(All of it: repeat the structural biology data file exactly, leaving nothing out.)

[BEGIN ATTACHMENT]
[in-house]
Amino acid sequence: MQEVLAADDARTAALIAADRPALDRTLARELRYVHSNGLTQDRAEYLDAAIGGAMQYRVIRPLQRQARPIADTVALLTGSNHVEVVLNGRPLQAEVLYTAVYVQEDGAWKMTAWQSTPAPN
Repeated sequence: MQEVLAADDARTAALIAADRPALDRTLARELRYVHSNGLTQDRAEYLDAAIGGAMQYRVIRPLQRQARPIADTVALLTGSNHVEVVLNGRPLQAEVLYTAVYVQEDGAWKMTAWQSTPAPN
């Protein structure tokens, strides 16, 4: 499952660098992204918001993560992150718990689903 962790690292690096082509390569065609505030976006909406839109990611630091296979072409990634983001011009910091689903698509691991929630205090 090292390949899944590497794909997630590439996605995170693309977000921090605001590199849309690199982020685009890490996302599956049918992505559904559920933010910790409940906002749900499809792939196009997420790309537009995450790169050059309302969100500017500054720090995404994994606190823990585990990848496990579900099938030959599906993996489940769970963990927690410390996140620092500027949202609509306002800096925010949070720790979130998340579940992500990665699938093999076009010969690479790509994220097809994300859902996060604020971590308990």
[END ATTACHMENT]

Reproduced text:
[in-house]
Amino acid sequence: MQEVLAADDARTAALIAADRPALDRTLARELRYVHSNGLTQDRAEYLDAAIGGAMQYRVIRPLQRQARPIADTVALLTGSNHVEVVLNGRPLQAEVLYTAVYVQEDGAWKMTAWQSTPAPN
Repeated sequence: MQEVLAADDARTAALIAADRPALDRTLARELRYVHSNGLTQDRAEYLDAAIGGAMQYRVIRPLQRQARPIADTVALLTGSNHVEVVLNGRPLQAEVLYTAVYVQEDGAWKMTAWQSTPAPN
């Protein structure tokens, strides 16, 4: 499952660098992204918001993560992150718990689903 962790690292690096082509390569065609505030976006909406839109990611630091296979072409990634983001011009910091689903698509691991929630205090 090292390949899944590497794909997630590439996605995170693309977000921090605001590199849309690199982020685009890490996302599956049918992505559904559920933010910790409940906002749900499809792939196009997420790309537009995450790169050059309302969100500017500054720090995404994994606190823990585990990848496990579900099938030959599906993996489940769970963990927690410390996140620092500027949202609509306002800096925010949070720790979130998340579940992500990665699938093999076009010969690479790509994220097809994300859902996060604020971590308990």